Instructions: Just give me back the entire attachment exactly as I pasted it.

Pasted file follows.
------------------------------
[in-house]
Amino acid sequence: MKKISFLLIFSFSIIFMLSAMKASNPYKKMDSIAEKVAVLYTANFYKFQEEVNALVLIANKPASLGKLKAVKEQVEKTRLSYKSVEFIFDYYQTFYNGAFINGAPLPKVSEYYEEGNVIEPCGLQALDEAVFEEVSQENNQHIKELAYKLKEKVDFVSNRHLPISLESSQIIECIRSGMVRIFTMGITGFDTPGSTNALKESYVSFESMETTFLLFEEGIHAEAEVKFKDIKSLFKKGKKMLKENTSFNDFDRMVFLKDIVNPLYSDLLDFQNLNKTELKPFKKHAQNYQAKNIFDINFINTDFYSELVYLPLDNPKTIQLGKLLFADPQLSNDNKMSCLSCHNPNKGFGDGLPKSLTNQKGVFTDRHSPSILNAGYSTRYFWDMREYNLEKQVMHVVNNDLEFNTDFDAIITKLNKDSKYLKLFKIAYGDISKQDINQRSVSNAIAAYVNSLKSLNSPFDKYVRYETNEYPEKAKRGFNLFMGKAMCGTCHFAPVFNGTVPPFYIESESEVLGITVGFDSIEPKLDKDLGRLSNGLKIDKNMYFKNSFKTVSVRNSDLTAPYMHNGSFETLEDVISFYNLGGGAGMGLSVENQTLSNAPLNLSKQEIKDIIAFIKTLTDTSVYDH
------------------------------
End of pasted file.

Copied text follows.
[in-house]
Amino acid sequence: MKKISFLLIFSFSIIFMLSAMKASNPYKKMDSIAEKVAVLYTANFYKFQEEVNALVLIANKPASLGKLKAVKEQVEKTRLSYKSVEFIFDYYQTFYNGAFINGAPLPKVSEYYEEGNVIEPCGLQALDEAVFEEVSQENNQHIKELAYKLKEKVDFVSNRHLPISLESSQIIECIRSGMVRIFTMGITGFDTPGSTNALKESYVSFESMETTFLLFEEGIHAEAEVKFKDIKSLFKKGKKMLKENTSFNDFDRMVFLKDIVNPLYSDLLDFQNLNKTELKPFKKHAQNYQAKNIFDINFINTDFYSELVYLPLDNPKTIQLGKLLFADPQLSNDNKMSCLSCHNPNKGFGDGLPKSLTNQKGVFTDRHSPSILNAGYSTRYFWDMREYNLEKQVMHVVNNDLEFNTDFDAIITKLNKDSKYLKLFKIAYGDISKQDINQRSVSNAIAAYVNSLKSLNSPFDKYVRYETNEYPEKAKRGFNLFMGKAMCGTCHFAPVFNGTVPPFYIESESEVLGITVGFDSIEPKLDKDLGRLSNGLKIDKNMYFKNSFKTVSVRNSDLTAPYMHNGSFETLEDVISFYNLGGGAGMGLSVENQTLSNAPLNLSKQEIKDIIAFIKTLTDTSVYDH